Monday, 7 August 2017

We have a new EGX boss and a new IMF mission head — and it’s Sherif Samy’s last day at EFSA.

TL;DR

What We’re Tracking Today

On a quiet summer morning, we have three big pieces of news on personalities who will shape our regulatory and macro environments:

New head of EGX announced overnight: Mohamed Farid Saleh was appointed chairman of the EGX late yesterday in a decree issued by Prime Minister Sherif Ismail. He replaces Mohamed Omran, whose term wrapped last week. Farid returns to government service from the private-sector economic think tank Dcode, where he was chairman and CEO since 2012. He’s been an adjunct at AUC and the Arab Academy for Science, Technology and Maritime Transport and a consultant to the world bank. He was previously vice-chairman of the EGX (July 2010 through October 2011), during which time he worked on weighting of indices as well as the development of a derivatives market. He was earlier a staffer at the Investment Minister during the time of Mahmoud Mohieldin, where served from 2004-2010 and was head of the capital markets unit. You can check out his AUC bio here and his Linkedin page here. Reuters has the news.

Sherif Samy’s last day at EFSA is today: Sherif Samy’s tenure as chairman of the Egyptian Financial Supervisory Authority (EFSA) officially ends today. Ahram Gate notes that Samy’s deputy, Reda Abdel Moati, will lead EFSA in the interim until President Abdel Fattah El Sisi appoints a full-time chairman. The appointment requires parliamentary approval. Samy’s parting gift? Amendments to tighten up listing regulations that could threaten the status of some 30 listed companies (we have more in the Speed Round).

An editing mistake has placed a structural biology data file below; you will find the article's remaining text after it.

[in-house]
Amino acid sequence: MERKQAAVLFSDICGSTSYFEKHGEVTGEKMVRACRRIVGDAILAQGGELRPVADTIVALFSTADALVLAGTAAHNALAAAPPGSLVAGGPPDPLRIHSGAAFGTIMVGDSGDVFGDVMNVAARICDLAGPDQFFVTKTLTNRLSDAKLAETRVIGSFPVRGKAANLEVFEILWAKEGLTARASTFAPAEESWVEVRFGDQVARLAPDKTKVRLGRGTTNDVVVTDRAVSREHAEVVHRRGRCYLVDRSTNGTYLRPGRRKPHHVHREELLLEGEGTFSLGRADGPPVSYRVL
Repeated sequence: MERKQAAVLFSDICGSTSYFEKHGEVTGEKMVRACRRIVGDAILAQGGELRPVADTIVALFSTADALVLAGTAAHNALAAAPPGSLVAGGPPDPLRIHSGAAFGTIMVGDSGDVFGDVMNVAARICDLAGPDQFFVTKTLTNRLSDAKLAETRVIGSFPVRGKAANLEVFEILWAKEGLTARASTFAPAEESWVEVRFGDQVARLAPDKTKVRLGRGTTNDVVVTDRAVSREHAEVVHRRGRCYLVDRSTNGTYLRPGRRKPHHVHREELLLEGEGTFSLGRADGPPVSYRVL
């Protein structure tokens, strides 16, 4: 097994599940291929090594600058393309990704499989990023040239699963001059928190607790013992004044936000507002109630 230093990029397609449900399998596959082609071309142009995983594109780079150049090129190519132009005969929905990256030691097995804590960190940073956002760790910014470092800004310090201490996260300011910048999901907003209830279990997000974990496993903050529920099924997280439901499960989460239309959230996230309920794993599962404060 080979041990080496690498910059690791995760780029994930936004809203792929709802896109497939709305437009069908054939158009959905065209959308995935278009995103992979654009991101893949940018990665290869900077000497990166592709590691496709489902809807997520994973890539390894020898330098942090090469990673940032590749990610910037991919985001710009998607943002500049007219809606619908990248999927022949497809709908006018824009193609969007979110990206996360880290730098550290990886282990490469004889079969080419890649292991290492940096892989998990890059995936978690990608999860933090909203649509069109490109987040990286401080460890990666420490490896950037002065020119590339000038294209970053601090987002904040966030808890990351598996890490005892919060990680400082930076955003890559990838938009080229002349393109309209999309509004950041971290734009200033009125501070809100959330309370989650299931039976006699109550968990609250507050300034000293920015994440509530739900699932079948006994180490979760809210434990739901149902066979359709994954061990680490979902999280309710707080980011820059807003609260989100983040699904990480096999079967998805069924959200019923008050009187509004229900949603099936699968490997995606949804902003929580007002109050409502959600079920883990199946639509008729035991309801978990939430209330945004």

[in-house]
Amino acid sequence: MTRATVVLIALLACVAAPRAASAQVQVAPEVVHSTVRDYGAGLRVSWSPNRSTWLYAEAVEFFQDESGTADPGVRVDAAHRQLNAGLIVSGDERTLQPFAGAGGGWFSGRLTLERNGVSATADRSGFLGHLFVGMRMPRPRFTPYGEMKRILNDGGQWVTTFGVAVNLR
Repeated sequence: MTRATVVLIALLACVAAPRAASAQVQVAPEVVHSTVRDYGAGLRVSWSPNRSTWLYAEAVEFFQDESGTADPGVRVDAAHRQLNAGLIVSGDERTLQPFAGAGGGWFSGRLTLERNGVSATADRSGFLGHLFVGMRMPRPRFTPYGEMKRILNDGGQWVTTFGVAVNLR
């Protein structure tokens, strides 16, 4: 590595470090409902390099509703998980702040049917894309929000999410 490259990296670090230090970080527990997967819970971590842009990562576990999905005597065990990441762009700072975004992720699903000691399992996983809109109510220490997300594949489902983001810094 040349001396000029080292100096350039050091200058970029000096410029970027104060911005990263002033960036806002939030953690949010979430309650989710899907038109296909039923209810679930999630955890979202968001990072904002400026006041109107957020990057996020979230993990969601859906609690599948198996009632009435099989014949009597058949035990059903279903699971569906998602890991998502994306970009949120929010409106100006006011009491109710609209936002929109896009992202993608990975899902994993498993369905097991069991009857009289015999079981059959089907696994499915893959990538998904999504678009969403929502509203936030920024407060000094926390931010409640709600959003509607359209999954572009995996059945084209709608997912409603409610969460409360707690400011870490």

We have a new IMF mission director for Egypt: IMF Egypt Mission Chief Chris Jarvis’ three-year term in the country has ended, according to Al Ahram. Jarvis has passed the torch onto former Portugal Mission Chief Subir Lall, who has previously served as mission chief for Germany, Indonesia, Korea, Malaysia, and the Netherlands. The Brown and Delhi grad’s Linkedin page lists him as mission chief for Egypt and assistant director (Middle East and Central Asia Department) from July at the end of a nearly four-year term in Portugal.

Is your kid Blighty-bound this fall? You may want to look into this: The government has reportedly signed agreements with a number of UK universities to cut the tuition fees for Egyptian students, according to Xinhua. An agreement with Imperial College London will reduce fees for Egyptian engineering students by half, the paper notes. Another agreement with University College London has been renewed to reduce tuition fees for Egyptians by a quarter and another with University of Aberdeen cuts it by 10%.

New additions to our TBR pile this morning:

  • Saudi Crown Prince and U.A.E. Heir Forge Pivotal Ties: A desert camping trip helped cement a friendship seen as central to a shift in Saudi policies. (Wall Street Journal)
  • U.S. troops train in Eastern Europe to echoes of the Cold War: “The United States Army is scrambling to relearn Cold War-era skills to confront potential threats from Russia here in Eastern Europe.” (New York Times)
  • The men who trade [Daeshbag] loot: The middlemen who buy and sell antiquities looted by Islamic State from Syria and Iraq explain how the smuggling supply chain works. (Wall Street Journal)
  • How to eat breakfast like a fitness expert. (Esquire, which we’re finally considering forgiving for firing the amazing David Granger)

(TBR = “to-be-read” pile. Our storage medium of choice for articles: Pocket, though Safari’s Reading List function has gotten fairly powerful)

What We’re Tracking This Week

The Ismail cabinet’s economic group will be discussing the final form of theInvestment Act’s executive regulations this Wednesday, according to statements from Investment Minister Sahar Nasr last week. Discussion of the regs in the economics committee of the House of Representatives concluded yesterday, according to committee chair Amr Ghallab, who told the press that MPs will prepare a memo with their remarks on the document, although the government is not obliged to address them. Among the committee’s issues are reservations on the definition of special economic zones and clauses that could allow the law to be applied retroactively to businesses or investments that started before it was enacted, according to MP Medhat El Sherif.